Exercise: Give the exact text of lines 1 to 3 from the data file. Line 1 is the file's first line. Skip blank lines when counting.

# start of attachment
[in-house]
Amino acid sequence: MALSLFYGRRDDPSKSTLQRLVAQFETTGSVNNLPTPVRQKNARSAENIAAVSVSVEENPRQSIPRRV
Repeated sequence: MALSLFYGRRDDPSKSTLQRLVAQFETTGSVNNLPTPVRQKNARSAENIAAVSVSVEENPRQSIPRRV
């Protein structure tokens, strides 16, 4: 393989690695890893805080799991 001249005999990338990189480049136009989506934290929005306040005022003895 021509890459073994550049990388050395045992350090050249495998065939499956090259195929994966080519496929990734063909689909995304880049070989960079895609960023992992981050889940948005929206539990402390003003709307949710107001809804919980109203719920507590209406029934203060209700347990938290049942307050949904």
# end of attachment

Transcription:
[in-house]
Amino acid sequence: MALSLFYGRRDDPSKSTLQRLVAQFETTGSVNNLPTPVRQKNARSAENIAAVSVSVEENPRQSIPRRV
Repeated sequence: MALSLFYGRRDDPSKSTLQRLVAQFETTGSVNNLPTPVRQKNARSAENIAAVSVSVEENPRQSIPRRV